I was nominated as a candidate for the 2012 SECA Arts Award organized by the San Francisco Museum of Modern Art. It is quite an honor and I am extremely grateful.
Here is a summary of what they are asking for in regards to the proposal.
“For the first time in SECA Art Award history, we are inviting nominees to submit a proposal for an offsite commission in the Bay Area as part of their application materials. A short description of your proposed offsite commission should address the overall concept and the essential issues and formal qualities that would be explored through this work. Please include a discussion of how this project relates to your individual or collaborative artistic practice and how it might expand upon it.”
They also ask for an artist statement, an artist statement in 30 words or less and up to six images of your work.
Writing has often been hard for me. I find it much easier to communicate via my photographs versus written words. One thing that helps me when I am having a difficult time with my writing is to make word association bubbles.
This word association helps me pull out words and link ideas. It was especially helpful for the artist statement portion of my SECA application.
My artist statement is as follows.
My journey began some years ago in an ancient monastery tucked between the mountain ridges of northern India. On a particularly dark evening, I noticed a long staircase leading to a rooftop. Its dim glow caught me, and I felt compelled to ascend despite its narrow, steep path. Moving closer, I saw each step as a new period in my life. For so long I had resisted changing, climbing, yet the urge to surmount some unknown summit drove me forward. As I crept up each step, the voices of the past echoed, “you are not good enough,” “the journey is too hard,” “you are not doing anything new.” But I reached the roof, and the voices faded, and I understood. I had found a path.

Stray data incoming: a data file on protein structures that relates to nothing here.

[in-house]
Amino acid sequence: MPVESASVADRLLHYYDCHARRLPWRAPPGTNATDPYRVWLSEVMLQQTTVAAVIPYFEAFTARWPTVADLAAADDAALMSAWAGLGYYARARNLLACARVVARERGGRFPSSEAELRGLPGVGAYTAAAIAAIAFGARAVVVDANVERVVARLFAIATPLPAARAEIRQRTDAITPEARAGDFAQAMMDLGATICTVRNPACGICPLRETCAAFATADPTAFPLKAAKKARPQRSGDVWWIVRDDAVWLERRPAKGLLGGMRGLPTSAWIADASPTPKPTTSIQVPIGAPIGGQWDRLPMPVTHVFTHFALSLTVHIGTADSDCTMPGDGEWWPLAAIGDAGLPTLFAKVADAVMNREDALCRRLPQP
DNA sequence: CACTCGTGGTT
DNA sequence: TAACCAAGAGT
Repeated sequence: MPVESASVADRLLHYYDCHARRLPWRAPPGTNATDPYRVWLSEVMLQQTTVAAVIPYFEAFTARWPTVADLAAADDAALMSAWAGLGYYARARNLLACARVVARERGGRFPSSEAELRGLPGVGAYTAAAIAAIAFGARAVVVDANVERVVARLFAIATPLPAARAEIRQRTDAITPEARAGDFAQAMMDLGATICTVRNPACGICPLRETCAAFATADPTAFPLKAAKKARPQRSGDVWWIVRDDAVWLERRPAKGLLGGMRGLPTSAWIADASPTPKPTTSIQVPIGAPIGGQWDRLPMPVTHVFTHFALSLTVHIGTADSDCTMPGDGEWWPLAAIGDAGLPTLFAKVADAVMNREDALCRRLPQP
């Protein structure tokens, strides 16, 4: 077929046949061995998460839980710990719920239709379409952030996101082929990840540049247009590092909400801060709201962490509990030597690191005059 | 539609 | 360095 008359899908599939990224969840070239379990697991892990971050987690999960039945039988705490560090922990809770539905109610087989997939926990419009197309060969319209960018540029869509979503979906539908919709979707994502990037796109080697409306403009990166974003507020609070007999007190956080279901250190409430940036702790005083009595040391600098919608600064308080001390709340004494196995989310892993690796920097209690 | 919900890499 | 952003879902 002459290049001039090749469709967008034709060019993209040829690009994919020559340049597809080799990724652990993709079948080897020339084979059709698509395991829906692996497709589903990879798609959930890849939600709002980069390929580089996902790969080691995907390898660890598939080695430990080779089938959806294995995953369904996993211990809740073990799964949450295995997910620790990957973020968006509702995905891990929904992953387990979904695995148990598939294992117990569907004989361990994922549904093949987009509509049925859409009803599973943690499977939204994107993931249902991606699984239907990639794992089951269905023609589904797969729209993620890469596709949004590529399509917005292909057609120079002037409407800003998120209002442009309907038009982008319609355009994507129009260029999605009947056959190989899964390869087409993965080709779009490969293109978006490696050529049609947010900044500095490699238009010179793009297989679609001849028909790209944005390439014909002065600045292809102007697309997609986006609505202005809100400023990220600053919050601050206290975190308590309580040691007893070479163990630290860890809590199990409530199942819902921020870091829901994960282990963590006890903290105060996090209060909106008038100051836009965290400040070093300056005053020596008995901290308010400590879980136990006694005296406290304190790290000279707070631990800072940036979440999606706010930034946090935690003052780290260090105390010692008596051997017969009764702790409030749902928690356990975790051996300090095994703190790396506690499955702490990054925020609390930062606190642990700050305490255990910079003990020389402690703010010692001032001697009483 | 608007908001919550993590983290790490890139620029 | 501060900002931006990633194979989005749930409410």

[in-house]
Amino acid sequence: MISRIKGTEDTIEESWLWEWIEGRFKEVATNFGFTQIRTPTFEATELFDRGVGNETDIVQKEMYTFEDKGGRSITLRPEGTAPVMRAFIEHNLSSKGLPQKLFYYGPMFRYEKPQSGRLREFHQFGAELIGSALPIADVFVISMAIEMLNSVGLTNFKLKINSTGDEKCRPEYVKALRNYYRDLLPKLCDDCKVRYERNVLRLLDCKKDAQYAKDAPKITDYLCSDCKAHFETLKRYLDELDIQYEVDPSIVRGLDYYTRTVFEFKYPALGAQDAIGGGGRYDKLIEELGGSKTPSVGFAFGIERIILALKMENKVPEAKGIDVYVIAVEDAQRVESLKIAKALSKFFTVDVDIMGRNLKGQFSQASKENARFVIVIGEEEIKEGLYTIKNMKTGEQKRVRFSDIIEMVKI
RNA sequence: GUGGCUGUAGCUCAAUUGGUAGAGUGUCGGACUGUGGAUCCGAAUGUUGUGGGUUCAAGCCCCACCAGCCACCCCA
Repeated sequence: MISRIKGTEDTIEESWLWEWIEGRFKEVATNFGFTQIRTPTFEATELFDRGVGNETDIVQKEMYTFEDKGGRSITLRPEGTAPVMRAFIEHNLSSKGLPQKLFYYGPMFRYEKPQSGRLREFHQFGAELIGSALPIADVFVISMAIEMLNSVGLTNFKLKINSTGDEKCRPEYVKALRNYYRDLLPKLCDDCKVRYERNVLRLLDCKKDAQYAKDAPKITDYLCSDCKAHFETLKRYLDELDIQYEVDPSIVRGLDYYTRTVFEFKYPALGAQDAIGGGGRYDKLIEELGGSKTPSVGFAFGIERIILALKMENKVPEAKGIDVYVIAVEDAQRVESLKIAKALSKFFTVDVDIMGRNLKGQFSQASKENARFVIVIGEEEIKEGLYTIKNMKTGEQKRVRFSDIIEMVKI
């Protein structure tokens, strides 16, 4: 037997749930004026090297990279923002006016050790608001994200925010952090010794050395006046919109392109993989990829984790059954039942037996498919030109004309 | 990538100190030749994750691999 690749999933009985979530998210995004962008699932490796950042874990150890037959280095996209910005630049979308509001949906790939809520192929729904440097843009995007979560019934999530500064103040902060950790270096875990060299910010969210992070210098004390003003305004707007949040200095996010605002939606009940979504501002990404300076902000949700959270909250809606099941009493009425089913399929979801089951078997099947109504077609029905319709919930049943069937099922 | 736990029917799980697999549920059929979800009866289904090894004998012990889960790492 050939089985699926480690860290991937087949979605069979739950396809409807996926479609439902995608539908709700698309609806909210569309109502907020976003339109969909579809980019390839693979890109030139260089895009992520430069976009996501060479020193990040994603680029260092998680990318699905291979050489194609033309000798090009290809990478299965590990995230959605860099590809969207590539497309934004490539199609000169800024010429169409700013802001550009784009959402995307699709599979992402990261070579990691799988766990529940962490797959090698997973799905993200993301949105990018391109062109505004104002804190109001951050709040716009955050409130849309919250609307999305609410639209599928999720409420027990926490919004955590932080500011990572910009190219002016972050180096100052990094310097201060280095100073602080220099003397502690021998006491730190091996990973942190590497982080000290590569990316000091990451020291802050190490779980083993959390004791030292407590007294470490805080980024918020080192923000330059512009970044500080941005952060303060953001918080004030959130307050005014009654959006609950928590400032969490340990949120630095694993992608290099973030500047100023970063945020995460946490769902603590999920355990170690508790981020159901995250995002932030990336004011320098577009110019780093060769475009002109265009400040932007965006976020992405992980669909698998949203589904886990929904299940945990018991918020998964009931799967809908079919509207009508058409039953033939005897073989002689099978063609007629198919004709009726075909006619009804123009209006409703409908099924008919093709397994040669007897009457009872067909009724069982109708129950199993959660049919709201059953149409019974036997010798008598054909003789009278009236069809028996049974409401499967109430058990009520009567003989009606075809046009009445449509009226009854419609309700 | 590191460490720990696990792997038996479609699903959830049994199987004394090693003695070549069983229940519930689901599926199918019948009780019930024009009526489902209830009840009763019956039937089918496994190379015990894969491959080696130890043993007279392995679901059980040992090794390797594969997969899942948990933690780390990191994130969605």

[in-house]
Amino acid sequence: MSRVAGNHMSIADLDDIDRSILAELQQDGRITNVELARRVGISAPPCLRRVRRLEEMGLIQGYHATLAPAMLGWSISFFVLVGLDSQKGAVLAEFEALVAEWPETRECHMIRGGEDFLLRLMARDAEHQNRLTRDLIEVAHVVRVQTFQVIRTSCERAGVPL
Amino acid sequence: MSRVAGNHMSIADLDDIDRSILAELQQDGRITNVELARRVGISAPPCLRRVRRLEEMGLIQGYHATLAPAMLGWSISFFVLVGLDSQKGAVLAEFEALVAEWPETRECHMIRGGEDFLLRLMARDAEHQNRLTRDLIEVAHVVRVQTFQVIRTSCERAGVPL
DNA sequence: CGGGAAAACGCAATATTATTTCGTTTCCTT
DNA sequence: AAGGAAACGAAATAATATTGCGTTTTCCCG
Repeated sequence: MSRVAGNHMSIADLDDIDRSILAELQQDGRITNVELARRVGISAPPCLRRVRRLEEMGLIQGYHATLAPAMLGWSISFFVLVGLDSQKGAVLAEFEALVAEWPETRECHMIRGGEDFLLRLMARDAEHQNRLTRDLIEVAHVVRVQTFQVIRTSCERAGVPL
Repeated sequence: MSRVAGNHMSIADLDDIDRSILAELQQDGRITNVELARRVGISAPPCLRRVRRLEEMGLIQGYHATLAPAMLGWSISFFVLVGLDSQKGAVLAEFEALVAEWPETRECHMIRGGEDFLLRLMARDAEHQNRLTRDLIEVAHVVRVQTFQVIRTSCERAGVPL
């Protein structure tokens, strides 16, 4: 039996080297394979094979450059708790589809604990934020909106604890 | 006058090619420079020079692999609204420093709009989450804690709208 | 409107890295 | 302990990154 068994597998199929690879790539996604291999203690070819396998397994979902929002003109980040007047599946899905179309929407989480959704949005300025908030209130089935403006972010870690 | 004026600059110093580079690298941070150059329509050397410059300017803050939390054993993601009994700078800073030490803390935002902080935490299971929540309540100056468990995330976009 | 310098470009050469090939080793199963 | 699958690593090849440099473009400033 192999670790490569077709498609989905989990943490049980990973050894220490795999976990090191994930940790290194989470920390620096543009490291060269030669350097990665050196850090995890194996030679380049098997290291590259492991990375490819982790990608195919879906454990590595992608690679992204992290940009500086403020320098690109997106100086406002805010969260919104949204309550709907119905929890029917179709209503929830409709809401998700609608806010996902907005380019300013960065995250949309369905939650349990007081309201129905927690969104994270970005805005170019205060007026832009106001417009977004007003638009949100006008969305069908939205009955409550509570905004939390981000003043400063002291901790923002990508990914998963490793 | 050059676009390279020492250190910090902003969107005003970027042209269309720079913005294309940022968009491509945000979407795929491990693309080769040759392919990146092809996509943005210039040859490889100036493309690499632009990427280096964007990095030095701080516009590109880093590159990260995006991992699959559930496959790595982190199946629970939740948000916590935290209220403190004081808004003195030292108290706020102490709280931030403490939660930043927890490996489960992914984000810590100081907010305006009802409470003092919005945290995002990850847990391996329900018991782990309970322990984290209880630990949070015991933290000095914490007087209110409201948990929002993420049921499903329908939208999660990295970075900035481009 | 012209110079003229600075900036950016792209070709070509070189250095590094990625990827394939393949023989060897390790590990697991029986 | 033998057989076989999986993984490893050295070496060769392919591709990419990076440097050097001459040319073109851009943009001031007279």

My photography is deeply rooted in the conventional film format; silver gelatin developed by hand and printed in the darkroom. The meticulous hand crafting of each print is an integral part of my work. Sometimes I hear voices of disapproval from my fascination with a historical process rather than evolving into digital, but then I see an image appearing in a tray of developer under an amber light, and I know I’m exactly where I should be.
Walking up the steps in the monastery I discovered the one true voice that I had been waiting to hear: my own.
In 30 words or less
Tapping into the silence beyond the noise, I create photographs in the traditional silver gelatin format. Each image is an examination of stillness, a quiet moment.
Fingers crossed on my application. Let us hope those bubbles did their job.